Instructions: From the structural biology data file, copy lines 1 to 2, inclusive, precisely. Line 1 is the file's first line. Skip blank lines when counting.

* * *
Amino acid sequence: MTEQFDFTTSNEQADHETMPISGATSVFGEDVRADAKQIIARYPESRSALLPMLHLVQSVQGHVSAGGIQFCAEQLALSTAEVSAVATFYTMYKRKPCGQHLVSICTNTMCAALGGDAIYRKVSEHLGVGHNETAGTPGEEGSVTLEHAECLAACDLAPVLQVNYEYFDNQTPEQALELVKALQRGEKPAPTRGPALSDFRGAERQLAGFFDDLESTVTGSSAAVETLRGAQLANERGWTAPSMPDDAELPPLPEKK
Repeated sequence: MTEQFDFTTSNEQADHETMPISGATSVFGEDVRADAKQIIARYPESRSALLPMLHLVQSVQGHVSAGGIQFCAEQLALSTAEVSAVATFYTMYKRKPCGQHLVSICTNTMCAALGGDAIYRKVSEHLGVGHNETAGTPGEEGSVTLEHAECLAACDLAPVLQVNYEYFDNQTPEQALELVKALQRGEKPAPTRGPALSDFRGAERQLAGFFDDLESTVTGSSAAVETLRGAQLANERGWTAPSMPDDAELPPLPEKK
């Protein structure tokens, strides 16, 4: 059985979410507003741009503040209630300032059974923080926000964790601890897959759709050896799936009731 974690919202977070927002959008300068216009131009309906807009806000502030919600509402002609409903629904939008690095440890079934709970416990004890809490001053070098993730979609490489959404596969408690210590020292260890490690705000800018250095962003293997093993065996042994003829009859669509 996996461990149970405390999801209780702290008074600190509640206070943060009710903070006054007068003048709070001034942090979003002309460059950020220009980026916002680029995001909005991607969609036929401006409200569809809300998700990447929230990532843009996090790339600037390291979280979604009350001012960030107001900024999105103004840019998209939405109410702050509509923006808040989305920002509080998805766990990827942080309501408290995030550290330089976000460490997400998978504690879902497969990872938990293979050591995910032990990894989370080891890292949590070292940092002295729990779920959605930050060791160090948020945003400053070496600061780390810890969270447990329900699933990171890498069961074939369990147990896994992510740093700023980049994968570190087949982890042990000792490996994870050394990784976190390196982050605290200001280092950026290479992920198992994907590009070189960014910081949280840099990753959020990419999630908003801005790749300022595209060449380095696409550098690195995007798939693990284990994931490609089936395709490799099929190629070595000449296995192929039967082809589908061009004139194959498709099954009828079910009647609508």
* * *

Amino acid sequence: MTEQFDFTTSNEQADHETMPISGATSVFGEDVRADAKQIIARYPESRSALLPMLHLVQSVQGHVSAGGIQFCAEQLALSTAEVSAVATFYTMYKRKPCGQHLVSICTNTMCAALGGDAIYRKVSEHLGVGHNETAGTPGEEGSVTLEHAECLAACDLAPVLQVNYEYFDNQTPEQALELVKALQRGEKPAPTRGPALSDFRGAERQLAGFFDDLESTVTGSSAAVETLRGAQLANERGWTAPSMPDDAELPPLPEKK
Repeated sequence: MTEQFDFTTSNEQADHETMPISGATSVFGEDVRADAKQIIARYPESRSALLPMLHLVQSVQGHVSAGGIQFCAEQLALSTAEVSAVATFYTMYKRKPCGQHLVSICTNTMCAALGGDAIYRKVSEHLGVGHNETAGTPGEEGSVTLEHAECLAACDLAPVLQVNYEYFDNQTPEQALELVKALQRGEKPAPTRGPALSDFRGAERQLAGFFDDLESTVTGSSAAVETLRGAQLANERGWTAPSMPDDAELPPLPEKK